November 3, 2023
While the risk appetite on the stock exchanges continues to increase, the fat savings account of biotech player Galapagos is particularly popular in Brussels.
On Friday it will be another biotech company’s turn to be in the spotlight. Galapagos
is experiencing its best day since January with a climb of 6 percent, and no less than 13 percent since Monday. Then J&J veteran Paul Stoffels took the helm at the Mechelen biotech company.
The reason is a quarterly update with two encouraging messages to investors. Galapagos shared new research data (in phase 1/2) from its oncology and immunology pipeline. That is the focus of Galapagos 2.0 after the American hangover surrounding the rheumatism and crohn’s drug Jyseleca. Earlier this week, Galapagos announced that it will divest Jyseleca to Alfasigma, an Italian player.
The new oncology data on blood and lymph node cancers shows that eleven out of twelve patients responded to treatment with the molecule GLPG5201. With GPLG5101, another candidate, eleven out of thirteen patients responded.
“The data comes from a limited number of patients with different types of cancers,” says David Seynnaeve, analyst at Degroof Petercam. ‘It is too early to draw conclusions about the therapeutic potential of these agents. The road to the market remains long and especially the lymphatic cancer segment is already relatively crowded,” he says.
The road to market remains long and the lymphatic cancer segment is already relatively crowded.
Analyst Degroof Petercam
Galapagos’ savings account is much more popular than the early research. The company’s strong bank account, which contains no less than 3.8 billion euros in cash, yields a nice pocket money thanks to the increased market interest rates. In the first nine months of 2023, Galapagos received 54.6 million euros in interest, almost the entire net profit of the company and a multiple of last year’s 3.4 million euros.
Investors can buy that cash at a steep discount. Galapagos’ stock market value is 2.3 billion euros, 40 percent below the value of its bank account. That cash is of course one moving target. This year, the people of Mechelen expect to burn approximately 400 million euros in cash,
“In any case, the bank account carries the bulk of our appreciation for Galapagos,” says Seynnaeve. He gives a price target of 44 euros, good for almost 30 percent upside potential. But because few real price triggers from the pipeline are expected in the short term, the advice remains ‘hold’.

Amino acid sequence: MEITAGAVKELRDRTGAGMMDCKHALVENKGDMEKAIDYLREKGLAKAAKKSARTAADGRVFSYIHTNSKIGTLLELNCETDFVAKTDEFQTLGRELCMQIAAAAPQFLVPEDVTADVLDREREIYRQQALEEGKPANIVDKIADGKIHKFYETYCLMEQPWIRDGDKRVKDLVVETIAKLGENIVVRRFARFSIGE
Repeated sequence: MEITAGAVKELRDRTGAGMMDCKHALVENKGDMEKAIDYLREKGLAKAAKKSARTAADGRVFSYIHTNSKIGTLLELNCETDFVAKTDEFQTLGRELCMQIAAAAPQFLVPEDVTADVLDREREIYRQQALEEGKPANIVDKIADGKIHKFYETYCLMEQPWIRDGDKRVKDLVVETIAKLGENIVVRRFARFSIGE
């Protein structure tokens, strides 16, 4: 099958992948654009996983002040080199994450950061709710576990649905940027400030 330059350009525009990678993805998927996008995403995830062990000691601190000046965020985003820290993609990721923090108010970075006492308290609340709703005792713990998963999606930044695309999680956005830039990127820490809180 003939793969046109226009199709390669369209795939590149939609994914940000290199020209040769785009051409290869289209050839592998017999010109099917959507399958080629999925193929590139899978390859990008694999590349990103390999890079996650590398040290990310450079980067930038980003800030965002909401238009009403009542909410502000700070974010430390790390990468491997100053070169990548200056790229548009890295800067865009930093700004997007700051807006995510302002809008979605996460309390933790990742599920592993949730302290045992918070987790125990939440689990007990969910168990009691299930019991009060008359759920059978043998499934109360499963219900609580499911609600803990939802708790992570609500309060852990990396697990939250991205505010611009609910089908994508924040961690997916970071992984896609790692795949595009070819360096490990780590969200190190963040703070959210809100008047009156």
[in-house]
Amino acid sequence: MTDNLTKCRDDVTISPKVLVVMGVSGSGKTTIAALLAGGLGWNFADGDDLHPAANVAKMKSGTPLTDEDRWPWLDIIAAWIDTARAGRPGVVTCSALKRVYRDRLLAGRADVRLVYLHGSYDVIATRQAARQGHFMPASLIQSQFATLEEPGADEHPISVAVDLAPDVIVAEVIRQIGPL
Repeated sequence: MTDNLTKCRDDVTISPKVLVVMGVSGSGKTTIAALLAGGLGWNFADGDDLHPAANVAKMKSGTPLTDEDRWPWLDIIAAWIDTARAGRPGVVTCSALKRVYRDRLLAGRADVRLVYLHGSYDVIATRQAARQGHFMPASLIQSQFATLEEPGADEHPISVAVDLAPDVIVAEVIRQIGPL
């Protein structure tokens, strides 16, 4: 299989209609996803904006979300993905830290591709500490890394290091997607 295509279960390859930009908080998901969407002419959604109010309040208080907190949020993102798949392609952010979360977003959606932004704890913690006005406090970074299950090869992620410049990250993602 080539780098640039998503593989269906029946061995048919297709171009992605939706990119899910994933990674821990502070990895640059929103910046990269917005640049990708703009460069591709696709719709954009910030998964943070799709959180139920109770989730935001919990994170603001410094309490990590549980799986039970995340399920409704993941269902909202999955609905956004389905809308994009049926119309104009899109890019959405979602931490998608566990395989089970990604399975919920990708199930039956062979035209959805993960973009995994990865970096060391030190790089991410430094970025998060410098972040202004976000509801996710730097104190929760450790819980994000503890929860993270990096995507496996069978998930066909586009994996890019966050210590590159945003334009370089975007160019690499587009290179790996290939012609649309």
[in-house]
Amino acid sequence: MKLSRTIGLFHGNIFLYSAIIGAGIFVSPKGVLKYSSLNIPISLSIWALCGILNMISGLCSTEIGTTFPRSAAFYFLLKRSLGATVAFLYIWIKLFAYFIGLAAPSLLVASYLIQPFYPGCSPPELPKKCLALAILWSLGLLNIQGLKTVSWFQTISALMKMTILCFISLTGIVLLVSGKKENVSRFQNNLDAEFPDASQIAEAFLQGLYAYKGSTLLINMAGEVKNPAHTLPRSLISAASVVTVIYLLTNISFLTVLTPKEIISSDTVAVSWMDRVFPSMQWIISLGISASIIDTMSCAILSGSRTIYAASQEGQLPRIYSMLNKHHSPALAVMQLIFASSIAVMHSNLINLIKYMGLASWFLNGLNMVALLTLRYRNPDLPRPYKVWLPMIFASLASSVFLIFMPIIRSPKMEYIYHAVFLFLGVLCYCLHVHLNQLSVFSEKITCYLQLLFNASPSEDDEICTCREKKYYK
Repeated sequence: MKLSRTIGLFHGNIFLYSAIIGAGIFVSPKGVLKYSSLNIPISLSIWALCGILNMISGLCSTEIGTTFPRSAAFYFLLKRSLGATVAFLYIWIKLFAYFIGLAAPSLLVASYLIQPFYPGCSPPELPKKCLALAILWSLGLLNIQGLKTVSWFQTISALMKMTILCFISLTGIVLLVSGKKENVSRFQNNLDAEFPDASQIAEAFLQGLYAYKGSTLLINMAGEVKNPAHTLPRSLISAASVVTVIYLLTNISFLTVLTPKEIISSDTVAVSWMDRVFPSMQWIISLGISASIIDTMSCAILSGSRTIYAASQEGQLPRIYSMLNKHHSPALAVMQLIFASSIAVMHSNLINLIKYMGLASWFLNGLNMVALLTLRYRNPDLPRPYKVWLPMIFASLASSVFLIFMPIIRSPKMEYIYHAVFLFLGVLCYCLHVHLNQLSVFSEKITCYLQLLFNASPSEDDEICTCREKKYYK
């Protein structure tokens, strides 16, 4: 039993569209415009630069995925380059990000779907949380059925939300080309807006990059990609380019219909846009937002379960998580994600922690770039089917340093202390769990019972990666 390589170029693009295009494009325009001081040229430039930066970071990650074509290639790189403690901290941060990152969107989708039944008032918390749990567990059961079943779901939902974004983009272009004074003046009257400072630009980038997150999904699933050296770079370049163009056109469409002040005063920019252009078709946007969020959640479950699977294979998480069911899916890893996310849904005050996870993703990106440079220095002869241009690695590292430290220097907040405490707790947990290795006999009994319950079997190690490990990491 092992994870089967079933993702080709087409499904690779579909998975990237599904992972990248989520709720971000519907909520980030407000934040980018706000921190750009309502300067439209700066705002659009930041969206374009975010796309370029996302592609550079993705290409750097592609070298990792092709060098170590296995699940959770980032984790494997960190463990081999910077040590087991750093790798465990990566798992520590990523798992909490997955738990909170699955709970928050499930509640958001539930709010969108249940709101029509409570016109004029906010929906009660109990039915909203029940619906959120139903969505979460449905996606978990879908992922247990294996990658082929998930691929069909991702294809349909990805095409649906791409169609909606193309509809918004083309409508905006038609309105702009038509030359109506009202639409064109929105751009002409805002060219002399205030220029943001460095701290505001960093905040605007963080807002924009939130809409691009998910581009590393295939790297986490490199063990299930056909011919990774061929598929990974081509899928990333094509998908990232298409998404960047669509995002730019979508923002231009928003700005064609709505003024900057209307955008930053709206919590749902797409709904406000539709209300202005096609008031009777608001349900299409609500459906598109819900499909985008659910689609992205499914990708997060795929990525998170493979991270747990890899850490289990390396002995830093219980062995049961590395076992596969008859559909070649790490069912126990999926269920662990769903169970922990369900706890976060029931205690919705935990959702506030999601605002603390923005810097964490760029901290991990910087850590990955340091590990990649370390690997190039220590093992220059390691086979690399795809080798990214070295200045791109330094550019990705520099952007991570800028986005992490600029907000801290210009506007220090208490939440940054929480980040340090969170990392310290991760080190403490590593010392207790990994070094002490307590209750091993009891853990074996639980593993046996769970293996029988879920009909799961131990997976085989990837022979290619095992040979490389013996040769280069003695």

KBC Securities analyst Wim Hoste continues to find Solvay ‘very attractive’ at its current valuation. He repeats his buy recommendation and price target of 155 euros, which offers more than 50 percent upside potential compared to the last closing price of 101.30 euros. “We believe the split of the company into two is an important catalyst to unlock shareholder value,” Hoste said. That split will take place on December 11. Another investor day will follow on November 13 to further specify the plans.
Solvay loses 2 percent to 98.2 euros.
(+0.2% to 71.4 euros) receives little support for a seventh share buyback program. The holding company around the Frère family announced additional share buybacks worth 500 million euros on Thursday evening, in the hope of eliminating the persistent stock market discount.
But that approach is counterproductive, thinks analyst Kris Kippers of Degroof Petercam. “Repurchasing shares mechanically increases the intrinsic value per share,” says Kippers. ‘If the intrinsic value per share rises while the share price lags behind, as has been the case with GBL for some time, the stock market discount will only increase.’
Kippers estimates the intrinsic value at GBL at 109 euros per share, which represents a stock market discount of 34 percent. Historically, the stock market discount at GBL has been much lower, around 28 percent.
‘GBL proved this with its two most recent purchases, Affidea (a specialist in cancer care and chemotherapy, ed.) and Sanoptis (a specialist in ophthalmology, ed.), that it can add value and spot opportunities in this market,” says Kippers. ‘But we are not fans of this new share buyback.’